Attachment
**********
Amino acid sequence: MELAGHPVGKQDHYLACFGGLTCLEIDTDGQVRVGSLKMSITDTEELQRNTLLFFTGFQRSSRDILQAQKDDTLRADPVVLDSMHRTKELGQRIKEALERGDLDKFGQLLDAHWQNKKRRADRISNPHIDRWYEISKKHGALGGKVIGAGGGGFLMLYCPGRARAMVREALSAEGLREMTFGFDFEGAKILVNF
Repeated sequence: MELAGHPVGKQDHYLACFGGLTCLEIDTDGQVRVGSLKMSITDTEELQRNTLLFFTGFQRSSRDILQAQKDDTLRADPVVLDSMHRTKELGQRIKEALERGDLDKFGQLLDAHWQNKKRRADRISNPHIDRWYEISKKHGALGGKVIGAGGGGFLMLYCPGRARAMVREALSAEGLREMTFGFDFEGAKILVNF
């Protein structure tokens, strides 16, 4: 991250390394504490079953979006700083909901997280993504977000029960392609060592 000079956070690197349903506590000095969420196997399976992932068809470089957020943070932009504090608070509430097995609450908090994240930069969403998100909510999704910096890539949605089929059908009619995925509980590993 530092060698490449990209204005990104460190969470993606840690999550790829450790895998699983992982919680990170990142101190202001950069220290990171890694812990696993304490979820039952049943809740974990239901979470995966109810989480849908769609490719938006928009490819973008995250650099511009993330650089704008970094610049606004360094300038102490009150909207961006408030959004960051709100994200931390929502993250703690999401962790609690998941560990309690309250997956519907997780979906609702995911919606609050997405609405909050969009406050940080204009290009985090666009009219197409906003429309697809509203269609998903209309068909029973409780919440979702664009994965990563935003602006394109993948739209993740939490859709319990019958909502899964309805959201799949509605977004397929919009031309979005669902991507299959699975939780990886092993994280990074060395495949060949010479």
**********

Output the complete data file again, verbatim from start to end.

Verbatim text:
Amino acid sequence: MELAGHPVGKQDHYLACFGGLTCLEIDTDGQVRVGSLKMSITDTEELQRNTLLFFTGFQRSSRDILQAQKDDTLRADPVVLDSMHRTKELGQRIKEALERGDLDKFGQLLDAHWQNKKRRADRISNPHIDRWYEISKKHGALGGKVIGAGGGGFLMLYCPGRARAMVREALSAEGLREMTFGFDFEGAKILVNF
Repeated sequence: MELAGHPVGKQDHYLACFGGLTCLEIDTDGQVRVGSLKMSITDTEELQRNTLLFFTGFQRSSRDILQAQKDDTLRADPVVLDSMHRTKELGQRIKEALERGDLDKFGQLLDAHWQNKKRRADRISNPHIDRWYEISKKHGALGGKVIGAGGGGFLMLYCPGRARAMVREALSAEGLREMTFGFDFEGAKILVNF
């Protein structure tokens, strides 16, 4: 991250390394504490079953979006700083909901997280993504977000029960392609060592 000079956070690197349903506590000095969420196997399976992932068809470089957020943070932009504090608070509430097995609450908090994240930069969403998100909510999704910096890539949605089929059908009619995925509980590993 530092060698490449990209204005990104460190969470993606840690999550790829450790895998699983992982919680990170990142101190202001950069220290990171890694812990696993304490979820039952049943809740974990239901979470995966109810989480849908769609490719938006928009490819973008995250650099511009993330650089704008970094610049606004360094300038102490009150909207961006408030959004960051709100994200931390929502993250703690999401962790609690998941560990309690309250997956519907997780979906609702995911919606609050997405609405909050969009406050940080204009290009985090666009009219197409906003429309697809509203269609998903209309068909029973409780919440979702664009994965990563935003602006394109993948739209993740939490859709319990019958909502899964309805959201799949509605977004397929919009031309979005669902991507299959699975939780990886092993994280990074060395495949060949010479």